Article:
Year Born: 1913
Year Died: 2011
Tilden, Lamont (1913-2011)
Neil Lamont (Monty) Tilden was raised in rural Ontario – specifically in Harriston, a village half-way between Kitchener and Owen Sound, that by 1990, had swelled to 1,872 inhabitants. However, in 1929, it was large enough to accommodate a 75.watt AM radio transmitter that a resident had built principally for his own amusement and anyone nearby who chose to listen. In his teens, Monty worked for a barber across the street in downtown Harriston, and he would never turn down an invitation to play his guitar and sing on the radio.
A new job as a spice miller’s apprentice took Monty to Hamilton which boasted two conventional radio stations – CKOC and CHML. In the early 30s, CKOC distinguished itself in producing two live dramatic programs written and performed by Hamilton-area talent – Black Horse Tavern (sponsored by Molson’s), which was succeeded by What Price Loyalty, both networked to stations in Toronto, Montreal and London. Monty set aside his guitar and became a radio actor in both programs, and as a fledgling announcer on CKOC, began a successful career in radio.
With the creation of the CBC network in 1936, CKOC began to carry several CBC programs, and from time to time was called upon to originate special programs to the network. It was while announcing one of these programs that Monty was “discovered” by T. O. Wicklund, the CBC’s national director of outside broadcasts. Hired on the spot, Monty joined the English announcing staff of CBM in Montreal February 12, 1939, and he remained there until 1951, working his way up from Junior Announcer to Supervisor of English Language Announcers. These were exciting times, especially during the war years. Monty was the announcer who first announced to Canadians the outbreak of WW2. When Winston Churchill made his famous address to Canadians from the Citadel in Quebec City, Monty and the French-language announcer were the only two other people with him.
In Montreal, Monty shared with Toronto announcers, the unique role of replacing the American commercial announcers on NBC’s top shows imported into Canada. CBC regulations required that all food and drug advertising had to be approved by the Department of National Health and Welfare. This meant that advertising agencies handling these products had to submit commercials often weeks in advance of the broadcasting date for the stamp of approval. Since the American agencies could not meet these deadlines and because the standards in the States were not identical to Canada’s, the Canadian approved commercials had to be inserted in place of the U.S announcer as he performed “live” on the American network.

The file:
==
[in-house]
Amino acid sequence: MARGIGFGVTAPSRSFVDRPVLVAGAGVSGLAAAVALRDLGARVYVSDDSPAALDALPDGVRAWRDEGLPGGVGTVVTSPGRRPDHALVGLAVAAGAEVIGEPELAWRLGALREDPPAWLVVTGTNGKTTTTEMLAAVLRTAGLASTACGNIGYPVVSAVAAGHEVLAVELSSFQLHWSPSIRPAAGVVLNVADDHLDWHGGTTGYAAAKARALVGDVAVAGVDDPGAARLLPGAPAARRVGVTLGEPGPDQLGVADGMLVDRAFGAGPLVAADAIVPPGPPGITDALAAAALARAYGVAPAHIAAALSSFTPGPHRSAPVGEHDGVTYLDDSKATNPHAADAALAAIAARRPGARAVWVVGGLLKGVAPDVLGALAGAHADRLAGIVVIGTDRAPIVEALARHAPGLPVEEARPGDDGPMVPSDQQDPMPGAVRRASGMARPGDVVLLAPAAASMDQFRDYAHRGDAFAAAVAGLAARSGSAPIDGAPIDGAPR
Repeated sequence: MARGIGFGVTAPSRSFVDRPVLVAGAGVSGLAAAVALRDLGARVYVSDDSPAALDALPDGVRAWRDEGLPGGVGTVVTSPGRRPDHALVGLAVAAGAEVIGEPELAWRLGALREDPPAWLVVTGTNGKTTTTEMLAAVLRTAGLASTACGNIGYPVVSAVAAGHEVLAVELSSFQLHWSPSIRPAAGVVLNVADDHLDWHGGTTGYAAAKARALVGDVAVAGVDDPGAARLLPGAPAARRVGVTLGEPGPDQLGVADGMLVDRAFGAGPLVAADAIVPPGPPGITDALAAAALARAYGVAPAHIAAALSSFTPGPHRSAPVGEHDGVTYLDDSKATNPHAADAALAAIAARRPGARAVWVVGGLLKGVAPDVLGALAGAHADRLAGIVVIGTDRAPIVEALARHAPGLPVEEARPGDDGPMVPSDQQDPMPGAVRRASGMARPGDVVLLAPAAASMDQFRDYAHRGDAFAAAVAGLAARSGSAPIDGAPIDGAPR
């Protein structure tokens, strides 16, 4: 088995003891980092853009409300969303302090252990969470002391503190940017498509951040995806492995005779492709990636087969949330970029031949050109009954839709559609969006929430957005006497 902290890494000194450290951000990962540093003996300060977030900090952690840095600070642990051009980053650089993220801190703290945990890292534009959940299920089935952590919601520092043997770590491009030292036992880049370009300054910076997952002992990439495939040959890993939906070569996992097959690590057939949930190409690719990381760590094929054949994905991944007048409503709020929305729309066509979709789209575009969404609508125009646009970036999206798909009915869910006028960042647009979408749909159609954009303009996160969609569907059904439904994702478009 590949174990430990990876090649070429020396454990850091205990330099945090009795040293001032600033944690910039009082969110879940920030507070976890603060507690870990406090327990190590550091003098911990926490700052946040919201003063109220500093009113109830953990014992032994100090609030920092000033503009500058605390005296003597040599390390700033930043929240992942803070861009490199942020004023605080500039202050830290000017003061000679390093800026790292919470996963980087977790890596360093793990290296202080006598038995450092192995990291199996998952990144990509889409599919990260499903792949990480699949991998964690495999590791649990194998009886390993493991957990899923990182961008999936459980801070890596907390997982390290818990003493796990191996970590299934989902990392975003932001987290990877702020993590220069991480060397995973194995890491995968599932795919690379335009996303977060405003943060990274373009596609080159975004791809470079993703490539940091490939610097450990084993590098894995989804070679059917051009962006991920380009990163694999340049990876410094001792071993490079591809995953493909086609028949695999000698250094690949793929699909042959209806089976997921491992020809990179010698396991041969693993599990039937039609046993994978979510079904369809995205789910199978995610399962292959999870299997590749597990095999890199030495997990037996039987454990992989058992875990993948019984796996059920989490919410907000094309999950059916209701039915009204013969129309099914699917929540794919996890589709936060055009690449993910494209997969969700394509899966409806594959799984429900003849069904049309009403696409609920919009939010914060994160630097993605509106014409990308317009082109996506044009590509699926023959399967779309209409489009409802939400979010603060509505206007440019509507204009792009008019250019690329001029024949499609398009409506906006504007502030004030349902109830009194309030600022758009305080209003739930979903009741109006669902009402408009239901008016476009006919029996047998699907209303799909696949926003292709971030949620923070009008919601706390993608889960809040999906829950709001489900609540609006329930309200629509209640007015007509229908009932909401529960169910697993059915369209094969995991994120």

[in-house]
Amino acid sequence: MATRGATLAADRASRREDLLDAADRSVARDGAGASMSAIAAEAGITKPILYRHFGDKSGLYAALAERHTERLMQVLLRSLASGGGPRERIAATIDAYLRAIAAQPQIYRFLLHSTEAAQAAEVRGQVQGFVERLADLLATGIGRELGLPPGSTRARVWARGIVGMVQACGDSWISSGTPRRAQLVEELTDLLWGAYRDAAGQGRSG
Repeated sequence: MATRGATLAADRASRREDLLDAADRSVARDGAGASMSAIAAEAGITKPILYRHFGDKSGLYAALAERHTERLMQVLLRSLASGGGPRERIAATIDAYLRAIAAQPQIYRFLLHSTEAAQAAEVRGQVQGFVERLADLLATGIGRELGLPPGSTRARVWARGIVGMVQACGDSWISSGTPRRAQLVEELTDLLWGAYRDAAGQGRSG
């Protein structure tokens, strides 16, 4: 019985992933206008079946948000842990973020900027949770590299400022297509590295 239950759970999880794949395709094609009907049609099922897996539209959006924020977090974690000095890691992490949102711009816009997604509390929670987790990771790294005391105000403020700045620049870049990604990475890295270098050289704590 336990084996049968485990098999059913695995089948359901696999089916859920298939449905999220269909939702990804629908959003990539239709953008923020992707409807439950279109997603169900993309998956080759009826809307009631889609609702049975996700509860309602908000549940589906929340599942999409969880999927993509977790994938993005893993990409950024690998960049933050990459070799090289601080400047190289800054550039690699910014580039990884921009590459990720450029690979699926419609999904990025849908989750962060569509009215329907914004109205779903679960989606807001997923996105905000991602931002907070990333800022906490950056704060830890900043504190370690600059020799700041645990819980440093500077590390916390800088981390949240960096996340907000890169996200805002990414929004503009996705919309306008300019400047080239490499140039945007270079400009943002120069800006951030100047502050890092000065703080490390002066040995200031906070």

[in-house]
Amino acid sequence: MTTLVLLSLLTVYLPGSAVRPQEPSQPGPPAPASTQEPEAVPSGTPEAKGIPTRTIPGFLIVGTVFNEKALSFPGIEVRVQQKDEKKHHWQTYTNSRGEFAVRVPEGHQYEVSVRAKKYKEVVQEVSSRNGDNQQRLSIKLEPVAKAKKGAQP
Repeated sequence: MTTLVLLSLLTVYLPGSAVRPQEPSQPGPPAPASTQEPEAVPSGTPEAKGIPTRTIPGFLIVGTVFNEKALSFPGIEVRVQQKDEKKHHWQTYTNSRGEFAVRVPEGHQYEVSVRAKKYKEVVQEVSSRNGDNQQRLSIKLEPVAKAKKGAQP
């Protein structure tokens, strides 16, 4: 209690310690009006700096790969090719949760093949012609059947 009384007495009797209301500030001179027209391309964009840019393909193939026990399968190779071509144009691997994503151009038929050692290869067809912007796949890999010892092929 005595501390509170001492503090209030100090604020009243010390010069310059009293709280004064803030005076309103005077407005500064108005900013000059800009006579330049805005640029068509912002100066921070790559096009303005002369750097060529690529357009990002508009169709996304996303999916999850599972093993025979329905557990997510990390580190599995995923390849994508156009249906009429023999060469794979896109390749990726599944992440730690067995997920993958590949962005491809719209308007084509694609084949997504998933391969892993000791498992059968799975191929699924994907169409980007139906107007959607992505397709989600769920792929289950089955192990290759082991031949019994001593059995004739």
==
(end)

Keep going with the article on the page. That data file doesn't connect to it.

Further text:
Exact timing was essential and Monty had become adept in the art. Thus, while Ken Carpenter read the Kraft commercials on Bing Crosby’s Thursday show, Monty Tilden was his counterpart in Canada. Similarly, he was chosen for other U.S programs routed through Montreal. Monty’s voice was heard by Canadians on the Texaco Star Theatre, the Sunday Chase and Sanborn Hour (Charlie McCarthy), and the Gillette Cavalcade of Sports. In 1938, when Imperial Tobacco’s Light Up and Listen Club became a Canadian network show, Monty replaced American actor Peter Donald as Master of Ceremonies.
In 1951, Monty moved to Toronto, and along with other CBC announcers, read the National News on radio. He also came to be seen on TV, and in the 60s, did the evening TV news, moving in ’67 to the National Late News.
Some of his happy memories from his long career include:
* winning “The LaFleche Trophy for Canadian Radio in 1946;
* as Chief Announcer for CBM, being chosen as the first Canadian to visit Britain under the auspices of the Imperial Relations Trust, which issued travel bursaries to broadcasters of Commonwealth countries (to quote from the official letter recommending him to Sir William Haley of the BBC, Lamont Tilden was chosen “because he is intelligent, a hard worker, has had valuable experiences in radio and is particularly anxious to perfect himself by further studies”);
* fulfilling a lifetime passion for studying the English language, being appointed the CBC’s “Broadcast Language Counselor” and coaching the announcing staff in “Appropriate Colloquial”, his definition, among other things for breathing, etc. One of his students, Adrienne Clarkson, went on to use his counsel to good advantage in reading the Speech from the Throne.
Monty Tilden retired from the CBC with hundreds of happy memories, certainly the highlight of which was being presented a number of times to Her Majesty Queen Elizabeth.
Monty Tilden died on August 8th 2011 in Toronto, shortly after marking his 98th birthday.
Written by J. Lyman Potts – March, 2004